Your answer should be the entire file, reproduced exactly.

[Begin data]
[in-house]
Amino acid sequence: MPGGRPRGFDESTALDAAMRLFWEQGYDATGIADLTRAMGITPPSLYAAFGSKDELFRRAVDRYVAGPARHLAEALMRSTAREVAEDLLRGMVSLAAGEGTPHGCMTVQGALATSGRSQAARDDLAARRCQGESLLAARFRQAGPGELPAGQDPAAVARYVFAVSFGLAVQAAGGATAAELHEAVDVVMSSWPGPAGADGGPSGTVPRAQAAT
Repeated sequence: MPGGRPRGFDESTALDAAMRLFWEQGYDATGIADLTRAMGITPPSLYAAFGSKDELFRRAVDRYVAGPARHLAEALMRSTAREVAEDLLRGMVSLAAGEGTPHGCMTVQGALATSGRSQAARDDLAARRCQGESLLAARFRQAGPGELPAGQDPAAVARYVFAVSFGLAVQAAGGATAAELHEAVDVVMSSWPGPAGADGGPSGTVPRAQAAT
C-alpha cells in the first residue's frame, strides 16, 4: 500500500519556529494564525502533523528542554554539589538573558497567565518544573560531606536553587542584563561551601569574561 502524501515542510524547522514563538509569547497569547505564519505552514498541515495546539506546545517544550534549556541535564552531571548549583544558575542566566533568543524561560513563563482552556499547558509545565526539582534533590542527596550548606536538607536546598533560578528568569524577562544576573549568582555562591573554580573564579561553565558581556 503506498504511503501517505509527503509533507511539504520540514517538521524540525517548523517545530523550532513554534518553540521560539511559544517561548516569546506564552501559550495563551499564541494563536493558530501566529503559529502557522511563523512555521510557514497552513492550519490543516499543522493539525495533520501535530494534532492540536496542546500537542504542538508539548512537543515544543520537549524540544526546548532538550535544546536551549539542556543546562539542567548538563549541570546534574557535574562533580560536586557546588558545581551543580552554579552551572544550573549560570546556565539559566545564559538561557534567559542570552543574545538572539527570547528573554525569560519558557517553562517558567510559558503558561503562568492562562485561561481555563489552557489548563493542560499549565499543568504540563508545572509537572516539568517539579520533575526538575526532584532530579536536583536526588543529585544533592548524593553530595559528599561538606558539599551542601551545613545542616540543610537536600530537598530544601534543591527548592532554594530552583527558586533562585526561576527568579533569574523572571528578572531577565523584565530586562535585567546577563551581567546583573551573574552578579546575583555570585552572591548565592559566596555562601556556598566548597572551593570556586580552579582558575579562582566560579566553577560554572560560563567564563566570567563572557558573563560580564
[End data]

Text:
[in-house]
Amino acid sequence: MPGGRPRGFDESTALDAAMRLFWEQGYDATGIADLTRAMGITPPSLYAAFGSKDELFRRAVDRYVAGPARHLAEALMRSTAREVAEDLLRGMVSLAAGEGTPHGCMTVQGALATSGRSQAARDDLAARRCQGESLLAARFRQAGPGELPAGQDPAAVARYVFAVSFGLAVQAAGGATAAELHEAVDVVMSSWPGPAGADGGPSGTVPRAQAAT
Repeated sequence: MPGGRPRGFDESTALDAAMRLFWEQGYDATGIADLTRAMGITPPSLYAAFGSKDELFRRAVDRYVAGPARHLAEALMRSTAREVAEDLLRGMVSLAAGEGTPHGCMTVQGALATSGRSQAARDDLAARRCQGESLLAARFRQAGPGELPAGQDPAAVARYVFAVSFGLAVQAAGGATAAELHEAVDVVMSSWPGPAGADGGPSGTVPRAQAAT
C-alpha cells in the first residue's frame, strides 16, 4: 500500500519556529494564525502533523528542554554539589538573558497567565518544573560531606536553587542584563561551601569574561 502524501515542510524547522514563538509569547497569547505564519505552514498541515495546539506546545517544550534549556541535564552531571548549583544558575542566566533568543524561560513563563482552556499547558509545565526539582534533590542527596550548606536538607536546598533560578528568569524577562544576573549568582555562591573554580573564579561553565558581556 503506498504511503501517505509527503509533507511539504520540514517538521524540525517548523517545530523550532513554534518553540521560539511559544517561548516569546506564552501559550495563551499564541494563536493558530501566529503559529502557522511563523512555521510557514497552513492550519490543516499543522493539525495533520501535530494534532492540536496542546500537542504542538508539548512537543515544543520537549524540544526546548532538550535544546536551549539542556543546562539542567548538563549541570546534574557535574562533580560536586557546588558545581551543580552554579552551572544550573549560570546556565539559566545564559538561557534567559542570552543574545538572539527570547528573554525569560519558557517553562517558567510559558503558561503562568492562562485561561481555563489552557489548563493542560499549565499543568504540563508545572509537572516539568517539579520533575526538575526532584532530579536536583536526588543529585544533592548524593553530595559528599561538606558539599551542601551545613545542616540543610537536600530537598530544601534543591527548592532554594530552583527558586533562585526561576527568579533569574523572571528578572531577565523584565530586562535585567546577563551581567546583573551573574552578579546575583555570585552572591548565592559566596555562601556556598566548597572551593570556586580552579582558575579562582566560579566553577560554572560560563567564563566570567563572557558573563560580564